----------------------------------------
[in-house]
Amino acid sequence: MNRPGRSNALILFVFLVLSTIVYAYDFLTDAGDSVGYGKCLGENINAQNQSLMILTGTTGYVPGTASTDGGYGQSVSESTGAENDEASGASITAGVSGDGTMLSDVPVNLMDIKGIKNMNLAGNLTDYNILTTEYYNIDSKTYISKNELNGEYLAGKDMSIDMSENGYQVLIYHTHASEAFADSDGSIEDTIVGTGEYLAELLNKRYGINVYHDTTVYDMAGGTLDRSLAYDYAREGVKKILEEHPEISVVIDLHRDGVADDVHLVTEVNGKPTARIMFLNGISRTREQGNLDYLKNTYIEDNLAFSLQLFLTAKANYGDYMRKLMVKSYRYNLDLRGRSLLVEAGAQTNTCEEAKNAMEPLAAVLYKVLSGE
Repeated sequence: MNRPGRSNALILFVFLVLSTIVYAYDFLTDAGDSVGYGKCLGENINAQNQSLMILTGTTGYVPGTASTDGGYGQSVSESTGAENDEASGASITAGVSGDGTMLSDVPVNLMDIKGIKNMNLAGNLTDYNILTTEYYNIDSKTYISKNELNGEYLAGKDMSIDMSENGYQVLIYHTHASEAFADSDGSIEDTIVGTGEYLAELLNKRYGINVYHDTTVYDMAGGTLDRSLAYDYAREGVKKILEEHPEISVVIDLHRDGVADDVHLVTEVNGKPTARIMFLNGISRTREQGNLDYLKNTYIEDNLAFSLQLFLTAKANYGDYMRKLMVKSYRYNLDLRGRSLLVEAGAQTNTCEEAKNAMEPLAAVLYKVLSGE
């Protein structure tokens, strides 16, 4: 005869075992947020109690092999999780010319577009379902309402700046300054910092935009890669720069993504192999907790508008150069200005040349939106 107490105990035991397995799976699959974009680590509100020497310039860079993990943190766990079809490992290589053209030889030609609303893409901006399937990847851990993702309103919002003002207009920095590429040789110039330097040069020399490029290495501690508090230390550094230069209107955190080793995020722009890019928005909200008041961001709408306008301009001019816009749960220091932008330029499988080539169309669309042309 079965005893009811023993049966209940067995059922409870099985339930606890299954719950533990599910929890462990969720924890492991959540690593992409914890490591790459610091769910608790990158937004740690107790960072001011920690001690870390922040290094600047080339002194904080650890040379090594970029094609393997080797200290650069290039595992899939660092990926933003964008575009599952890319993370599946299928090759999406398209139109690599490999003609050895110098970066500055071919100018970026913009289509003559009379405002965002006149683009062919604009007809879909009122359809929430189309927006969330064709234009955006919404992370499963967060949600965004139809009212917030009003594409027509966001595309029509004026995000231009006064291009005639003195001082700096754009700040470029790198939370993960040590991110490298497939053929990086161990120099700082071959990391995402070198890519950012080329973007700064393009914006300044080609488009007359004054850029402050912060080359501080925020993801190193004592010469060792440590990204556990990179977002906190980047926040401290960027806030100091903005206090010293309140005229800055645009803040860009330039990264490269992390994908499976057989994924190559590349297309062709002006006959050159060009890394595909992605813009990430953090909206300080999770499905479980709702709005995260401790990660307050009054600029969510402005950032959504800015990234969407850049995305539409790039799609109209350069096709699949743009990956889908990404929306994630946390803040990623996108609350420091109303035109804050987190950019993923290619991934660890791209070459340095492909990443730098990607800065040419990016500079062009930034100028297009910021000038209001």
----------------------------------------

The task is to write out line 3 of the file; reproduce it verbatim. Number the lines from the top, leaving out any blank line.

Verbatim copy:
Repeated sequence: MNRPGRSNALILFVFLVLSTIVYAYDFLTDAGDSVGYGKCLGENINAQNQSLMILTGTTGYVPGTASTDGGYGQSVSESTGAENDEASGASITAGVSGDGTMLSDVPVNLMDIKGIKNMNLAGNLTDYNILTTEYYNIDSKTYISKNELNGEYLAGKDMSIDMSENGYQVLIYHTHASEAFADSDGSIEDTIVGTGEYLAELLNKRYGINVYHDTTVYDMAGGTLDRSLAYDYAREGVKKILEEHPEISVVIDLHRDGVADDVHLVTEVNGKPTARIMFLNGISRTREQGNLDYLKNTYIEDNLAFSLQLFLTAKANYGDYMRKLMVKSYRYNLDLRGRSLLVEAGAQTNTCEEAKNAMEPLAAVLYKVLSGE